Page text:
The effects of neurotrophic factors on enteric ganglion cells in vitro

Korsak, Kris (2003). The effects of neurotrophic factors on enteric ganglion cells in vitro. PhD thesis The Open University.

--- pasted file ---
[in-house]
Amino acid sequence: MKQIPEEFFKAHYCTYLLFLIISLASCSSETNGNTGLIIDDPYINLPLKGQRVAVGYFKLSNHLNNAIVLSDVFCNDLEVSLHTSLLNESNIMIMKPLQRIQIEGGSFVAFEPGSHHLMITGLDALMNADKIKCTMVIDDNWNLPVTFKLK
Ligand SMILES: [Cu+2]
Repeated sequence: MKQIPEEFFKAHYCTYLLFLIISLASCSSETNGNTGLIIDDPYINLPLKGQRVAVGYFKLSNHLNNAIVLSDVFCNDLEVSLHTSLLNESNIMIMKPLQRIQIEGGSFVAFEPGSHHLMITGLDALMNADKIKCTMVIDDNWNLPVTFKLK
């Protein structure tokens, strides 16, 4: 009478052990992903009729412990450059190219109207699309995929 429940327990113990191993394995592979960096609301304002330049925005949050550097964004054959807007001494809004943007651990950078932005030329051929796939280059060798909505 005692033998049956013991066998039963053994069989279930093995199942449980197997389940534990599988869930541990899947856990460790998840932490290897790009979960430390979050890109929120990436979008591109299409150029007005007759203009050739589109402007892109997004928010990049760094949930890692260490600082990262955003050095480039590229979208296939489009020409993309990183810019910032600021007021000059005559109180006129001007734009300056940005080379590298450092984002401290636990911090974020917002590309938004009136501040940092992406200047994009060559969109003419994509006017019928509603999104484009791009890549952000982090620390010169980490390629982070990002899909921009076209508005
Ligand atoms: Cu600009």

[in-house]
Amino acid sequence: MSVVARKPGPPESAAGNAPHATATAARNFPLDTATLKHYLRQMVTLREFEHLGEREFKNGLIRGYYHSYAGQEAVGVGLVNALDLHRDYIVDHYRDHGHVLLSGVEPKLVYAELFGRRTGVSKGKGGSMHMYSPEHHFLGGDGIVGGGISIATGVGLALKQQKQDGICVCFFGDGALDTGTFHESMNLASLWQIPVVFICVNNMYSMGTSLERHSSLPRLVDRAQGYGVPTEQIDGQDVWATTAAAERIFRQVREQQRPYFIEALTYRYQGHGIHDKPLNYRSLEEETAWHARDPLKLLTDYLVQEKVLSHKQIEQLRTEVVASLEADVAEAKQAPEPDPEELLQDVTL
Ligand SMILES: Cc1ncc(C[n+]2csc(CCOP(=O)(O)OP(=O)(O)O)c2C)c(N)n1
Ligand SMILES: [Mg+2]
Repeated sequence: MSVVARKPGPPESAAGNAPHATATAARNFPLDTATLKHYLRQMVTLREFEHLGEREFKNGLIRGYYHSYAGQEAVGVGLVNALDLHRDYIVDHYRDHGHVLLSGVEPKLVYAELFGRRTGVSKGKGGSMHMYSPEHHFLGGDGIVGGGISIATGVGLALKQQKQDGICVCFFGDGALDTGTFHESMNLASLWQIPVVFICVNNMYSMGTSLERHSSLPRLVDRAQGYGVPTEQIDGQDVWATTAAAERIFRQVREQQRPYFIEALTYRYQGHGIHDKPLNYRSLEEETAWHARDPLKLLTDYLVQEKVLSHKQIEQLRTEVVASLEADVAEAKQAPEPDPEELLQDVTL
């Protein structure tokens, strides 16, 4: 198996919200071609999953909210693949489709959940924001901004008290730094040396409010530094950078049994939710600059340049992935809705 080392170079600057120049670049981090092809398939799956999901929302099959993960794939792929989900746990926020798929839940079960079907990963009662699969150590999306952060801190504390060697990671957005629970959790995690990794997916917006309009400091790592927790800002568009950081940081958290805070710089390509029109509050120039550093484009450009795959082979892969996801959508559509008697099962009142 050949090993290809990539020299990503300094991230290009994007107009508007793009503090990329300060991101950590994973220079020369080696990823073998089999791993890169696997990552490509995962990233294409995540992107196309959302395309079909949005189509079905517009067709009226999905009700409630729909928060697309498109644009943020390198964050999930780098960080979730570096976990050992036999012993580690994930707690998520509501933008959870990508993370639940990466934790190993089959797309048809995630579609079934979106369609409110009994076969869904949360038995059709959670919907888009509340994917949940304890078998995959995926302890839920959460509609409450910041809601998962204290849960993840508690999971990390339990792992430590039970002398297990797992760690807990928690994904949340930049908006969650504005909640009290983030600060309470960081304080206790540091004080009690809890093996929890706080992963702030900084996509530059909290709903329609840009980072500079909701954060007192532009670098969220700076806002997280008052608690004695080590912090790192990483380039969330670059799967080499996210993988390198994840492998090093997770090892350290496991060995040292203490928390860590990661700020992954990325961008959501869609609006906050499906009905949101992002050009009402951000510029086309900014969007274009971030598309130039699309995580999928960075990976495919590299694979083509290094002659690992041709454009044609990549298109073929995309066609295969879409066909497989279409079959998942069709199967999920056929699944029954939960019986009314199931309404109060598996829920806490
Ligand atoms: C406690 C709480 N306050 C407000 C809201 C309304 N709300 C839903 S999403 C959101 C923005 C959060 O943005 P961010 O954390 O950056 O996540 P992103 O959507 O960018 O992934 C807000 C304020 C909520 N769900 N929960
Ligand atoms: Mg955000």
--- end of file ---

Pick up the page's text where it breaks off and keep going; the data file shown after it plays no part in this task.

The effects of neurotrophic factors on enteric ganglion cells were studied using variety of techniques. NT-3 was found to have protective effects on enteric neurons exposed to hydrogen peroxide. The second neurotrophic factor tested, GDNF, did not exhibit a similar, protective effect. Investigation of the effects of these factors on the levels of catalase and SOD Cu/Zn revealed that NT-3 does not affect levels of either enzyme after 12 and 36 hour incubation. In contrast to NT-3, GDNF was able to increase the levels of both enzymes, although this effect was observed only at the 36 hour time point. To investigate the mechanism of NT-3 induced protective effects, the signalling pathways initiated by NT-3 were also studied. PI-3K, an enzyme known to play a role in the survival responses initiated by trophic factors in many cell types was blocked using a specific inhibitor, LY294002. As a result, a dramatic decrease in cell numbers was observed in control as well as NT-3 and GDNF treated cultures. Inhibition of PI-3K also nullified the effects of trophic factors on the cells. Subsequently, the effects of NT-3 and combined NT-3/LY294002 treatment on the activity of several signalling proteins were examined. Control cultures showed steady, easily detectable levels of phosphorylated Akt, as well as total protein levels of bcl-2 and c-fos, which were independent of signalling initiated by addition of exogenous NT-3. In contrast, phosphorylation of MEK and ERK proteins was dependent upon exogenous NT-3. LY294002 treatment severely reduced the amount of phosphorylated Akt present in the cells. Additionally, the presence of phosphorylated MEK and ERK was observed at the point of NT-3 treatment, suggesting that in was independent of exogenous NT-3. Total protein levels of bcl-2 and c-fos proteins in the LY294002 treated cultures were elevated compared to controls.

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